In particular, the internetwork layer 306 concerns the protocol and algorithms that interdomain routers utilize so that they can cooperate to calculate paths through the computer network 100. An interdomain routing protocol, such as the Border Gateway Protocol version 4 (BGP), is used to perform interdomain routing (for the internetwork layer) through the computer network. The interdomain routers 200 (hereinafter “peer routers”) exchange routing and reachability information among the autonomous systems over a reliable transport layer connection, such as TCP. An adjacency is a relationship formed between selected peer routers for the purpose of exchanging routing messages and abstracting the network topology. The BGP protocol uses the TCP transport layer 304 to ensure reliable communication of routing messages among the peer routers.
In order to perform routing operations in accordance with the BGP protocol, each interdomain router 200 maintains a routing table 800 that lists all feasible paths to a particular network. The routers further exchange routing information using routing update messages 400 when their routing tables change. The routing update messages are generated by an updating router to advertise best paths to each of its neighboring peer routers throughout the computer network. These routing updates allow the BGP routers of the autonomous systems to construct a consistent and up-to-date view of the network topology.
Specifically, the path attributes field 500 comprises a sequence of fields, each describing a path attribute in the form of a triple (i.e., attribute type, attribute length, attribute value).
The BGP protocol runs inbound policy on all routes “learned” for each connection 602 and those routes that match are stored in an Adj-RIB-In 610 unique to that connection. Additional inbound policy 650 (filtering) is then applied to those stored routes, with a potentially modified route being installed in the loc-RIB 620. The loc-RIB 620 is generally responsible for selecting the best route per prefix from the union of all policy-modified Adj-RIB-In routes, resulting in routes referred to as “best paths”. The set of best paths is then installed in the global RIB 630, where they may contend with routes from other protocols to become the “optimal” path ultimately selected for forwarding. Thereafter, the set of best paths have outbound policy 660 run on them, the result of which is placed in appropriate Adj-RIB-Outs 640 and announced to the respective peers via the same TCP connections 602 from which routing update messages 400 were learned.
Many of the functions or tasks performed within the BGP protocol are performed on distinct subsets of routing data, independently from one another. These tasks include (1) tracking the state of each peer according to the BGP Finite State Machine (FSM), described in draft-ietf-idr-bgp4-20. txt (Section 8), and responding to FSM events, (2) parsing update messages 400 received from each peer and placing them in an Adj-RIB-In 610 for that peer (Section 3), and (3) applying inbound policy 650 for the peer to filter or modify the received updates in the Adj-RIB-In. The BGP implementation also (4) calculates the best path for each prefix in the set of Adj-RIB-Ins and places those best paths in the loc-RIB 620 (Section 9). As the number of peers increases, the number of paths per-prefix also increases and, hence, this calculation becomes more complex. Additional tasks performed by the BGP implementation include (5) applying outbound policy 660 for each peer on all the selected paths in the loc-RIB to filter or modify those paths, and placing the filtered and modified paths in an Adj-RIB-Out 640 for that peer, as well as (6) formatting and sending update messages 400 to each peer based on the routes in the Adj-RIB-Out for that peer.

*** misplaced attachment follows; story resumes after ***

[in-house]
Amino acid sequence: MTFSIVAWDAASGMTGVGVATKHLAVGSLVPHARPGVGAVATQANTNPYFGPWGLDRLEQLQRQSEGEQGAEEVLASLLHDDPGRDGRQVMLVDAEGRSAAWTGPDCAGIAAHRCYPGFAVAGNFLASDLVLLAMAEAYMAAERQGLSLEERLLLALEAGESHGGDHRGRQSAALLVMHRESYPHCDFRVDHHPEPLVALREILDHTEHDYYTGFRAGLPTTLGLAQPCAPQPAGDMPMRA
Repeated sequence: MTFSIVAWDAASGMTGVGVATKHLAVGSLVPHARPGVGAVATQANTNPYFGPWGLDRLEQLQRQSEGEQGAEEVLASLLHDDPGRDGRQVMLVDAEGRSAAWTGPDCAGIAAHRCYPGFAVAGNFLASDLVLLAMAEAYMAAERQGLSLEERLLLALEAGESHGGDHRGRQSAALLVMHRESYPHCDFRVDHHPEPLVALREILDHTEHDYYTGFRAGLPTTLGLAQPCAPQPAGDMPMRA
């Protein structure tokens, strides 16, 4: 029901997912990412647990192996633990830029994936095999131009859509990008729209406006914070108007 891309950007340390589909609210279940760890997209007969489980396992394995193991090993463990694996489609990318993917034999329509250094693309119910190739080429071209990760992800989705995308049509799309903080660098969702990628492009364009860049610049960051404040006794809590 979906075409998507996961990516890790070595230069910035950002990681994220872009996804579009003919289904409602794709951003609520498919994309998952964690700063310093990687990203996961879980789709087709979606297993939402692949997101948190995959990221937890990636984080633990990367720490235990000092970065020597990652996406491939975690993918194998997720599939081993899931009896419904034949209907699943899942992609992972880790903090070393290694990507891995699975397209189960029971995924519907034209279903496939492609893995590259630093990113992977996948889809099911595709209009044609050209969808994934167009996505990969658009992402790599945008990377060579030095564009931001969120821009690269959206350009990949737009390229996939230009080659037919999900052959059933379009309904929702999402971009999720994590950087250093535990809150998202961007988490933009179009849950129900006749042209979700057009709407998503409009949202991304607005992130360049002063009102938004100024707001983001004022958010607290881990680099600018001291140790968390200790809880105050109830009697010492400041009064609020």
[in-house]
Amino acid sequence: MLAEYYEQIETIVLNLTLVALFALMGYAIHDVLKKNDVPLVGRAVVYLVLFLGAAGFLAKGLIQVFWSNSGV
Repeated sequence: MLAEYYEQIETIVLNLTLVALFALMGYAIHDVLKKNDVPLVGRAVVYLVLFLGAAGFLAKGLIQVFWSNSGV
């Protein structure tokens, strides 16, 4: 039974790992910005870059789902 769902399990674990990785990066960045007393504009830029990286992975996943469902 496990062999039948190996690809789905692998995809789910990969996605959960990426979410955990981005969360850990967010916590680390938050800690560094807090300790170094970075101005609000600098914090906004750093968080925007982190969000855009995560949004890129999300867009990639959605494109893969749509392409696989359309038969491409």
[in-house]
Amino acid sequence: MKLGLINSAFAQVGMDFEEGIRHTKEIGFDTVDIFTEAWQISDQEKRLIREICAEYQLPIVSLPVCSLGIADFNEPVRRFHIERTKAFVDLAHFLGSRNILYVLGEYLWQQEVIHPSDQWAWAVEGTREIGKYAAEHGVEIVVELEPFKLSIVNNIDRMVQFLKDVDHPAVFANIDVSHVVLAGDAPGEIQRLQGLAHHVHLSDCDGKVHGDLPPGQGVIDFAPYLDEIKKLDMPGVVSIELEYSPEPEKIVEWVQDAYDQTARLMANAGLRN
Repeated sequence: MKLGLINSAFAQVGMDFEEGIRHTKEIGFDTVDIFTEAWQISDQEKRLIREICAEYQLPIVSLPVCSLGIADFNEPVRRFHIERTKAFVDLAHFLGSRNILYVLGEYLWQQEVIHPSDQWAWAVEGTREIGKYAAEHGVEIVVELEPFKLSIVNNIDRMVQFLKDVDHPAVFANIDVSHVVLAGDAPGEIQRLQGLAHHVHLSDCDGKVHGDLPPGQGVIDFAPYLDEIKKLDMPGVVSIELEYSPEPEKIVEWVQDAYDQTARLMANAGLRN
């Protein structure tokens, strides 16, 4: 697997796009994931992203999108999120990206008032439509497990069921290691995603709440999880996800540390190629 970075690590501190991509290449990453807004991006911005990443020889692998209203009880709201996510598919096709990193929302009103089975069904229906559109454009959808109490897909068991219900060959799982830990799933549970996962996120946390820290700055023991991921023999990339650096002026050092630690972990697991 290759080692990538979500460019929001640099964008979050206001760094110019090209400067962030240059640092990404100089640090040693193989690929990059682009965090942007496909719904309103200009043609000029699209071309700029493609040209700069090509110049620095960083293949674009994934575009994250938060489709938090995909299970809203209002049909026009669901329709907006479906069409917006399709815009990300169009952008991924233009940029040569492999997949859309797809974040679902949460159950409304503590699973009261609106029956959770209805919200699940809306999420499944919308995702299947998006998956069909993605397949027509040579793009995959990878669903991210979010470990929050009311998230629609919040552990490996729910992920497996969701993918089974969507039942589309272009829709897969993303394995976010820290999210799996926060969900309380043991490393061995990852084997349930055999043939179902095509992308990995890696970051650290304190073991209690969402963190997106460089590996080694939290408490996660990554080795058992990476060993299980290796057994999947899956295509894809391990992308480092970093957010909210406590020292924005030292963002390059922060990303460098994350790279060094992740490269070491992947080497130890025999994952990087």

Tasks (1), (2), and (3) are defined per peer and operate on routing data learned only from that peer. Performing any of these tasks for a given peer is done independently of performing the same task for any other peers. Task (4) examines all paths from all peers, in order to insert them into the loc-RIB and determine the best path for each prefix. Tasks (5) and (6), like tasks (1), (2) and (3), are defined per peer. While both tasks (5) and (6) must access the set of best paths determined in task (4), they generate routing data for each peer independently of all of the other peers. Thus, the autonomy of each subset of the data and the tasks performed on them lend themselves to distribution across processes or threads in an n-way SMP router, or across nodes in a cluster, so long as each task has access to the required data. The required data includes (i) inbound routes from the peer for tasks (1), (2) and (3); (ii) all paths in all the Adj-RIBs-Ins for task (4); and (iii) a set of best paths for tasks (5) and (6).
The present invention relates to intra-domain notifications received by the local RIB 620 relating to reachability events. As pointed out above, these notifications may be transmitted spontaneously from other nodes within the domain or they may be responses (or non-responses) to scanning of the next-hop nodes by the Internal Border Gateway Protocol (IBGP). Ultimately, these events are processed by the BGP to generate route updates which are then advertised to peers in other domains.
Scanning is scheduled as follows, with reference to
The receipt of a rapid succession of reachability events is an indication of churning and the increasing interval between scans helps to reduce this problem. On the other hand, whenever a scan is performed, the scan delay is reduced, preferably by the amount of the most recent increment that was added to the delay interval. Accordingly, when the rate at which the notifications are received decreases, the scanning interval also decreases. Preferably, the scanning delay also decreases with time. If it ultimately decays to zero, the next scan will be performed immediately upon the next notification of a reachability event.
The invention is easily implemented. Assume that the present scan delay is recorded in a memory location, as is the last delay increment included in the scan delay.